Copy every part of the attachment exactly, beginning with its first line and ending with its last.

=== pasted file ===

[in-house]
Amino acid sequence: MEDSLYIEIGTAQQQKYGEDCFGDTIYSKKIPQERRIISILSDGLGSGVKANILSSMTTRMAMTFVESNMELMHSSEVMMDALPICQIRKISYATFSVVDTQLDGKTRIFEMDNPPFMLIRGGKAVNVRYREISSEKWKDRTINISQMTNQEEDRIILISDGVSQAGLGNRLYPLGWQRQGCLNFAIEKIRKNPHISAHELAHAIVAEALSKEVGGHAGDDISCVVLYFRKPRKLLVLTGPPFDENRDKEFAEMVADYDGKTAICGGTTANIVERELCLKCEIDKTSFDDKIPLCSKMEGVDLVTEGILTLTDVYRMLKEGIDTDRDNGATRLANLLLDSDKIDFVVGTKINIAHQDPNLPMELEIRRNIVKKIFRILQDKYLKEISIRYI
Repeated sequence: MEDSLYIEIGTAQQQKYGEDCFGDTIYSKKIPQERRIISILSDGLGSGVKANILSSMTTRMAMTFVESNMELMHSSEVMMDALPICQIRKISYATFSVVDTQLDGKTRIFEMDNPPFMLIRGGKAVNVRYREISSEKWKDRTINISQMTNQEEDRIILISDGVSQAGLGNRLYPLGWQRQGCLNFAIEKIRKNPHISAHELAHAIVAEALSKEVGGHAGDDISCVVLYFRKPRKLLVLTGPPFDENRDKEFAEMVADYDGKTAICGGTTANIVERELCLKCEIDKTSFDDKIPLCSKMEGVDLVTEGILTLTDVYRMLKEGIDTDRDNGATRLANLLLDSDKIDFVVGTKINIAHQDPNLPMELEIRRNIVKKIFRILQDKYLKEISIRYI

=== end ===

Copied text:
[in-house]
Amino acid sequence: MEDSLYIEIGTAQQQKYGEDCFGDTIYSKKIPQERRIISILSDGLGSGVKANILSSMTTRMAMTFVESNMELMHSSEVMMDALPICQIRKISYATFSVVDTQLDGKTRIFEMDNPPFMLIRGGKAVNVRYREISSEKWKDRTINISQMTNQEEDRIILISDGVSQAGLGNRLYPLGWQRQGCLNFAIEKIRKNPHISAHELAHAIVAEALSKEVGGHAGDDISCVVLYFRKPRKLLVLTGPPFDENRDKEFAEMVADYDGKTAICGGTTANIVERELCLKCEIDKTSFDDKIPLCSKMEGVDLVTEGILTLTDVYRMLKEGIDTDRDNGATRLANLLLDSDKIDFVVGTKINIAHQDPNLPMELEIRRNIVKKIFRILQDKYLKEISIRYI
Repeated sequence: MEDSLYIEIGTAQQQKYGEDCFGDTIYSKKIPQERRIISILSDGLGSGVKANILSSMTTRMAMTFVESNMELMHSSEVMMDALPICQIRKISYATFSVVDTQLDGKTRIFEMDNPPFMLIRGGKAVNVRYREISSEKWKDRTINISQMTNQEEDRIILISDGVSQAGLGNRLYPLGWQRQGCLNFAIEKIRKNPHISAHELAHAIVAEALSKEVGGHAGDDISCVVLYFRKPRKLLVLTGPPFDENRDKEFAEMVADYDGKTAICGGTTANIVERELCLKCEIDKTSFDDKIPLCSKMEGVDLVTEGILTLTDVYRMLKEGIDTDRDNGATRLANLLLDSDKIDFVVGTKINIAHQDPNLPMELEIRRNIVKKIFRILQDKYLKEISIRYI